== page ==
McMaster University



Evolution & Social Behaviour

Social behaviour and social cognition are major foci in psychology. The social sciences are often pursued in isolation from biology, but these disciplines meet in psychology, and this is especially the case at McMaster, where the study of social cognition, development, and behaviour are integrated with the study of animal behaviour, physiology, and the evolution of behaviour.

For Undergraduate Students

Undergraduate students take courses in animal behaviour (2TT3), social psychology (2C03), and sensory processes (2E03). These courses provide a foundation for more advanced study of audition (3A03), evolution & human behaviour (3F03), social & emotional development (3JJ3), motivation & emotion (3M03), evolution of communication (3YY3), animal behaviour (3S03, 4R03), behavioural ecology (3T03), and behavioural endocrinology (4Y03). Students interested in pursuing post-graduate studies should consider completing a course with a strong research component (4D06, 4DD6, 4D09). This research area provides valuable preparation for further training in these areas or for careers in the health sciences and helping professions.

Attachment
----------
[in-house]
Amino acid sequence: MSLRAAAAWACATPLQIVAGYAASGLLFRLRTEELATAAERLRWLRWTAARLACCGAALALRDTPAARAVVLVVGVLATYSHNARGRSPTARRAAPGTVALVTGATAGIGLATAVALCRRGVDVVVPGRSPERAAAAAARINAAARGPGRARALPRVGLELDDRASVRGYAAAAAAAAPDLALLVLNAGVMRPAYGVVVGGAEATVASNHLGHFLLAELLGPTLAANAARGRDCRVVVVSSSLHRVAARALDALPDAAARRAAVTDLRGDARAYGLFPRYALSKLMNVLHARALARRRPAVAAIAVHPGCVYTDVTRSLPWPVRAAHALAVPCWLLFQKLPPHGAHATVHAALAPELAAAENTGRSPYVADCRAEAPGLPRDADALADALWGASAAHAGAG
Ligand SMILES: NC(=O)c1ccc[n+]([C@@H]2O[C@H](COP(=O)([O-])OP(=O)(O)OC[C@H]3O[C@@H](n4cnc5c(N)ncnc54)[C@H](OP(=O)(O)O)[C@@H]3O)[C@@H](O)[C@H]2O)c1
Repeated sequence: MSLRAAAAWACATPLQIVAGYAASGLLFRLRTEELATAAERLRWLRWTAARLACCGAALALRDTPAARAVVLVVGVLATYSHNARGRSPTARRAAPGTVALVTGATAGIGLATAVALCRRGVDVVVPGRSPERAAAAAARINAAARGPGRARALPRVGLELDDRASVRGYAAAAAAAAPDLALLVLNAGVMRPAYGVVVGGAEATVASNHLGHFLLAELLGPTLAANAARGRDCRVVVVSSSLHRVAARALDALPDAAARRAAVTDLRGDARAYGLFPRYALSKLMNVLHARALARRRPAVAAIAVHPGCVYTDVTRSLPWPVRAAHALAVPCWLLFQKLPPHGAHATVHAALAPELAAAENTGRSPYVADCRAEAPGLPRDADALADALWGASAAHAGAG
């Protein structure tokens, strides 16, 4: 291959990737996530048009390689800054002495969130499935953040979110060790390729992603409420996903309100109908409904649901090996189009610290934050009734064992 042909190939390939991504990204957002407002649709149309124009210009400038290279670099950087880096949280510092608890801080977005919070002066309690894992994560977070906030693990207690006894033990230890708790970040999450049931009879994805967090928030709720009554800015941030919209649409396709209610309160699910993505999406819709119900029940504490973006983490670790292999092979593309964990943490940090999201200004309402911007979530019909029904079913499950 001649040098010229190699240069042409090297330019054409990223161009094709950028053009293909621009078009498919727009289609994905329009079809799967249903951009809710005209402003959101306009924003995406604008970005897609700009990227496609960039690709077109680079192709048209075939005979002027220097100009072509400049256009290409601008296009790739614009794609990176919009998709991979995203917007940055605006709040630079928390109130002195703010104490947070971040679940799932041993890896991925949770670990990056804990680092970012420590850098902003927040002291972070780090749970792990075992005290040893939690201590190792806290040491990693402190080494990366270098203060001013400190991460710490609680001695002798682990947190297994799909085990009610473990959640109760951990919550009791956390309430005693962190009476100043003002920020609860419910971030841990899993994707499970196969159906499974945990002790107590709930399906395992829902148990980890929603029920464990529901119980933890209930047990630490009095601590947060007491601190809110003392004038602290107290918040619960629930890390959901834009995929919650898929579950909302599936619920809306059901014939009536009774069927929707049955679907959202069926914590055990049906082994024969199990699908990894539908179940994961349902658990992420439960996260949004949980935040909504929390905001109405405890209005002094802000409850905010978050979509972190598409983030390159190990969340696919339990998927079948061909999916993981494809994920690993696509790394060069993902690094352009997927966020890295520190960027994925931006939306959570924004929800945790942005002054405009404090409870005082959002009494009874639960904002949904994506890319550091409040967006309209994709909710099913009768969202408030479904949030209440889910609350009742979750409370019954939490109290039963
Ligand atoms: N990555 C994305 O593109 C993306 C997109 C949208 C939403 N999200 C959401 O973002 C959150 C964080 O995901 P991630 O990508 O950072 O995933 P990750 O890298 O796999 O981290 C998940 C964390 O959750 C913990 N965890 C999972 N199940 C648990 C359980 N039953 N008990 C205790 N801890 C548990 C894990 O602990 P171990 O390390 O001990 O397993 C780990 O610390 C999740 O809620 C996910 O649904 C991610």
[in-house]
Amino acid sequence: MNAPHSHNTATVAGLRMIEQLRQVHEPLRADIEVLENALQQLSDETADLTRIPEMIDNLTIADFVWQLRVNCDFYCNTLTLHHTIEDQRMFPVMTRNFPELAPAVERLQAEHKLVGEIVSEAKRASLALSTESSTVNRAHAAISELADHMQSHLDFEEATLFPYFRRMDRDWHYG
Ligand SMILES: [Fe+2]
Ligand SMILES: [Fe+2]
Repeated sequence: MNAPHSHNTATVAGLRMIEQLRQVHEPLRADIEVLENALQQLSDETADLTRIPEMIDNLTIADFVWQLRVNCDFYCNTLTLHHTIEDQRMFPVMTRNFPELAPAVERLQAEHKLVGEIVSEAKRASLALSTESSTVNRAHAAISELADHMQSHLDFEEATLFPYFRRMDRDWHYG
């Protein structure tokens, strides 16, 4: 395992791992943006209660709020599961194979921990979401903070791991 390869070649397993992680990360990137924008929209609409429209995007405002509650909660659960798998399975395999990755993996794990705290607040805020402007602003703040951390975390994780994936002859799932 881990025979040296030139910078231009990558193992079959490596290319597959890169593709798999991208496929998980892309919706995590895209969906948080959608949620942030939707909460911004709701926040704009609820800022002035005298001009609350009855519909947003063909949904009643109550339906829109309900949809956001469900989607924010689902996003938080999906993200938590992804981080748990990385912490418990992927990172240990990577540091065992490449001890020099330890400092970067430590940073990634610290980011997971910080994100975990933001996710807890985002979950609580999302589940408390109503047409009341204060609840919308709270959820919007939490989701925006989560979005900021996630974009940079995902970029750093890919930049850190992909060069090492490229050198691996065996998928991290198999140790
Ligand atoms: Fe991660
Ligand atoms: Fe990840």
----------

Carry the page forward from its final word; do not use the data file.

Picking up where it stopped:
For Graduate Students

We offer state-of-the-art facilities in laboratories that study evolution and social behaviour from different perspectives. Our faculty do epidemiological studies of homicide and analyses of patterns of risk of lethal and nonlethal violence, as well as the development of aggression and bulling in children. We study social emotional development with a focus on extremely shy children. We study evolution of parental care, evolution of cognitive abilities, social perceptual and social cognitive development, as well as biological drives for survival and reproduction.

There are opportunities for students to hear and present research throughout the year. Browse through the web pages our associated faculty members to learn more about the Evolution and Social Behaviour research laboratories, and visit our graduate web page for details on applying to our graduate programme.

Evolution and Social Behaviour Faculty


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